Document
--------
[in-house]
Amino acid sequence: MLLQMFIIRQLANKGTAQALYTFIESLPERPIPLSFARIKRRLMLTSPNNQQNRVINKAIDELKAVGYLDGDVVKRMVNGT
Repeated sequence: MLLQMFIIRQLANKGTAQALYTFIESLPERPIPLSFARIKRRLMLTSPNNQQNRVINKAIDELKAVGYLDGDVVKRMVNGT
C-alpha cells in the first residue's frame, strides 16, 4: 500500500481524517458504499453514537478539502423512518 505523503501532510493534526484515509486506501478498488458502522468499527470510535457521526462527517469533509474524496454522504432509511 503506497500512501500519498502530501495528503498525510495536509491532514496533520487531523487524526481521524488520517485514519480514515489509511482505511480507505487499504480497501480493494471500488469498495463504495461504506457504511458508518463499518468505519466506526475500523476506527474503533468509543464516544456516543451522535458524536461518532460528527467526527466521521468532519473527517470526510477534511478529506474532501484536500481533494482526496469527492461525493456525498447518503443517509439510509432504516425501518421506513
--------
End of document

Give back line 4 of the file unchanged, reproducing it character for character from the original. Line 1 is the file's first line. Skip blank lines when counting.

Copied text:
C-alpha cells in the first residue's frame, strides 16, 4: 500500500481524517458504499453514537478539502423512518 505523503501532510493534526484515509486506501478498488458502522468499527470510535457521526462527517469533509474524496454522504432509511 503506497500512501500519498502530501495528503498525510495536509491532514496533520487531523487524526481521524488520517485514519480514515489509511482505511480507505487499504480497501480493494471500488469498495463504495461504506457504511458508518463499518468505519466506526475500523476506527474503533468509543464516544456516543451522535458524536461518532460528527467526527466521521468532519473527517470526510477534511478529506474532501484536500481533494482526496469527492461525493456525498447518503443517509439510509432504516425501518421506513